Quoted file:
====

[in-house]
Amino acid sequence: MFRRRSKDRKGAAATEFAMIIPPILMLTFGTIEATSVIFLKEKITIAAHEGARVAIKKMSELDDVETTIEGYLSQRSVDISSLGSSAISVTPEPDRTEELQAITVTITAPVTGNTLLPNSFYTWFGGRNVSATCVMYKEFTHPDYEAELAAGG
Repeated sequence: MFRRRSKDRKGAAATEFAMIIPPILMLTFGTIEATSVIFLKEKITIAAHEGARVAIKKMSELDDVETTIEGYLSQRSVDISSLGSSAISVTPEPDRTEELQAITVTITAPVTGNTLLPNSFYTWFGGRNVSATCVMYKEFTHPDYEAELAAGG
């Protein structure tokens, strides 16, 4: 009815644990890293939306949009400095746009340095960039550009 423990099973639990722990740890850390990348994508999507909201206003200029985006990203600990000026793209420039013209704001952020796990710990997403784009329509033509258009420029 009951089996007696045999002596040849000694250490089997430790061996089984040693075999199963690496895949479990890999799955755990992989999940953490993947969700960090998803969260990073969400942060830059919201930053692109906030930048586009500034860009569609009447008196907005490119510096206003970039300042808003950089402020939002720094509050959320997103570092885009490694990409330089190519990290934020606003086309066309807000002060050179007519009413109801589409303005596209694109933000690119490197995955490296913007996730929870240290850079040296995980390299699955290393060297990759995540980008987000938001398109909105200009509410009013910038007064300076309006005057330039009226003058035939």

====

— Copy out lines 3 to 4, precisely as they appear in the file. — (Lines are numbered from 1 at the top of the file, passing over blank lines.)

Repeated sequence: MFRRRSKDRKGAAATEFAMIIPPILMLTFGTIEATSVIFLKEKITIAAHEGARVAIKKMSELDDVETTIEGYLSQRSVDISSLGSSAISVTPEPDRTEELQAITVTITAPVTGNTLLPNSFYTWFGGRNVSATCVMYKEFTHPDYEAELAAGG
């Protein structure tokens, strides 16, 4: 009815644990890293939306949009400095746009340095960039550009 423990099973639990722990740890850390990348994508999507909201206003200029985006990203600990000026793209420039013209704001952020796990710990997403784009329509033509258009420029 009951089996007696045999002596040849000694250490089997430790061996089984040693075999199963690496895949479990890999799955755990992989999940953490993947969700960090998803969260990073969400942060830059919201930053692109906030930048586009500034860009569609009447008196907005490119510096206003970039300042808003950089402020939002720094509050959320997103570092885009490694990409330089190519990290934020606003086309066309807000002060050179007519009413109801589409303005596209694109933000690119490197995955490296913007996730929870240290850079040296995980390299699955290393060297990759995540980008987000938001398109909105200009509410009013910038007064300076309006005057330039009226003058035939």